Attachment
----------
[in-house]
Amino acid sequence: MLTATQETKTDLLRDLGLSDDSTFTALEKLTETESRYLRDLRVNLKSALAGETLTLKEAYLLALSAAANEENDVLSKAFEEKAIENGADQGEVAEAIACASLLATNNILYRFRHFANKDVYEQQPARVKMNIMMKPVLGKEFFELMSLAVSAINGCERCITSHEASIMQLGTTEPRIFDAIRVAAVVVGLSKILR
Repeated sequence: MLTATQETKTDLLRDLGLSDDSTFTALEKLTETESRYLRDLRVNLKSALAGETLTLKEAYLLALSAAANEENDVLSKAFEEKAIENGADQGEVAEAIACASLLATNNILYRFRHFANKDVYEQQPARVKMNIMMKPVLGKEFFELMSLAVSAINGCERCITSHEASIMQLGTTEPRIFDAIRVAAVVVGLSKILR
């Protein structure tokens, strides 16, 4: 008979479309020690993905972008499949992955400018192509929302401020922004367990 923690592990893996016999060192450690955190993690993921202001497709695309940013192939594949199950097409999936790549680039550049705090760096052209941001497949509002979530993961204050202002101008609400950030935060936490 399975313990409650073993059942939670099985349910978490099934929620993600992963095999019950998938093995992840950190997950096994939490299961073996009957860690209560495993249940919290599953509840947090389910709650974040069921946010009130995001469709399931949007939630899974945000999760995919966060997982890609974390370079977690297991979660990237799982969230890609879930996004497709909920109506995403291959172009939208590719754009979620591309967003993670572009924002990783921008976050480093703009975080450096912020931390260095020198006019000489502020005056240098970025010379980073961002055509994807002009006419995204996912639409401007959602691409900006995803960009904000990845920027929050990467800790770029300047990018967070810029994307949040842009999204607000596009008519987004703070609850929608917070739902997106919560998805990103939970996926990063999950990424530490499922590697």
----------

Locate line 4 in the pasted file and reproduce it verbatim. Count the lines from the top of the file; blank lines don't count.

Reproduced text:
């Protein structure tokens, strides 16, 4: 008979479309020690993905972008499949992955400018192509929302401020922004367990 923690592990893996016999060192450690955190993690993921202001497709695309940013192939594949199950097409999936790549680039550049705090760096052209941001497949509002979530993961204050202002101008609400950030935060936490 399975313990409650073993059942939670099985349910978490099934929620993600992963095999019950998938093995992840950190997950096994939490299961073996009957860690209560495993249940919290599953509840947090389910709650974040069921946010009130995001469709399931949007939630899974945000999760995919966060997982890609974390370079977690297991979660990237799982969230890609879930996004497709909920109506995403291959172009939208590719754009979620591309967003993670572009924002990783921008976050480093703009975080450096912020931390260095020198006019000489502020005056240098970025010379980073961002055509994807002009006419995204996912639409401007959602691409900006995803960009904000990845920027929050990467800790770029300047990018967070810029994307949040842009999204607000596009008519987004703070609850929608917070739902997106919560998805990103939970996926990063999950990424530490499922590697």